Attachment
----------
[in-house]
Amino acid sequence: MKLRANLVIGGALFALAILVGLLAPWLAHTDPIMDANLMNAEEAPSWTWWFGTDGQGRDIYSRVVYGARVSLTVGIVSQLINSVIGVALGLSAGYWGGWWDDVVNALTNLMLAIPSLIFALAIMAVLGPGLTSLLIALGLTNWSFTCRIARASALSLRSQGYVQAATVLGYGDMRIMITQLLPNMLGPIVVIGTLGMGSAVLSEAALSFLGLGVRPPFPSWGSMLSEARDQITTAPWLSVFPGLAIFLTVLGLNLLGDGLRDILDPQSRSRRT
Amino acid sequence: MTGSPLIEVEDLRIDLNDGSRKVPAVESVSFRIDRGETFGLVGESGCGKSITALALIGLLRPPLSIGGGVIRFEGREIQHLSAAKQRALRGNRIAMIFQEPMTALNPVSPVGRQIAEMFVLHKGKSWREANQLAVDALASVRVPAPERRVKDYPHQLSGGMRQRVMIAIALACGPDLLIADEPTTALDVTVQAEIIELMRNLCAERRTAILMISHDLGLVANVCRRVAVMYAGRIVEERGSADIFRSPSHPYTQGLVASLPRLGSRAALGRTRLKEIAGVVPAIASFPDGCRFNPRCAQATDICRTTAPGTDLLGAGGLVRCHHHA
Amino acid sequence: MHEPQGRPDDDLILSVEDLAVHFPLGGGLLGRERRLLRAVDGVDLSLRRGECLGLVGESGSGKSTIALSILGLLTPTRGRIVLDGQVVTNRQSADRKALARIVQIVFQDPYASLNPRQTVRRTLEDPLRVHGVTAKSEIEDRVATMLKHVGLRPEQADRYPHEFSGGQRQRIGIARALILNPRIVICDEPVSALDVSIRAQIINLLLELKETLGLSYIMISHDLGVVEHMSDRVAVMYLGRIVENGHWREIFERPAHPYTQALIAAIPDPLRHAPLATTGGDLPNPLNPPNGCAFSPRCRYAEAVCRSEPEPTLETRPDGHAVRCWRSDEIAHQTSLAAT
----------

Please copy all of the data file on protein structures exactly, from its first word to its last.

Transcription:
[in-house]
Amino acid sequence: MKLRANLVIGGALFALAILVGLLAPWLAHTDPIMDANLMNAEEAPSWTWWFGTDGQGRDIYSRVVYGARVSLTVGIVSQLINSVIGVALGLSAGYWGGWWDDVVNALTNLMLAIPSLIFALAIMAVLGPGLTSLLIALGLTNWSFTCRIARASALSLRSQGYVQAATVLGYGDMRIMITQLLPNMLGPIVVIGTLGMGSAVLSEAALSFLGLGVRPPFPSWGSMLSEARDQITTAPWLSVFPGLAIFLTVLGLNLLGDGLRDILDPQSRSRRT
Amino acid sequence: MTGSPLIEVEDLRIDLNDGSRKVPAVESVSFRIDRGETFGLVGESGCGKSITALALIGLLRPPLSIGGGVIRFEGREIQHLSAAKQRALRGNRIAMIFQEPMTALNPVSPVGRQIAEMFVLHKGKSWREANQLAVDALASVRVPAPERRVKDYPHQLSGGMRQRVMIAIALACGPDLLIADEPTTALDVTVQAEIIELMRNLCAERRTAILMISHDLGLVANVCRRVAVMYAGRIVEERGSADIFRSPSHPYTQGLVASLPRLGSRAALGRTRLKEIAGVVPAIASFPDGCRFNPRCAQATDICRTTAPGTDLLGAGGLVRCHHHA
Amino acid sequence: MHEPQGRPDDDLILSVEDLAVHFPLGGGLLGRERRLLRAVDGVDLSLRRGECLGLVGESGSGKSTIALSILGLLTPTRGRIVLDGQVVTNRQSADRKALARIVQIVFQDPYASLNPRQTVRRTLEDPLRVHGVTAKSEIEDRVATMLKHVGLRPEQADRYPHEFSGGQRQRIGIARALILNPRIVICDEPVSALDVSIRAQIINLLLELKETLGLSYIMISHDLGVVEHMSDRVAVMYLGRIVENGHWREIFERPAHPYTQALIAAIPDPLRHAPLATTGGDLPNPLNPPNGCAFSPRCRYAEAVCRSEPEPTLETRPDGHAVRCWRSDEIAHQTSLAAT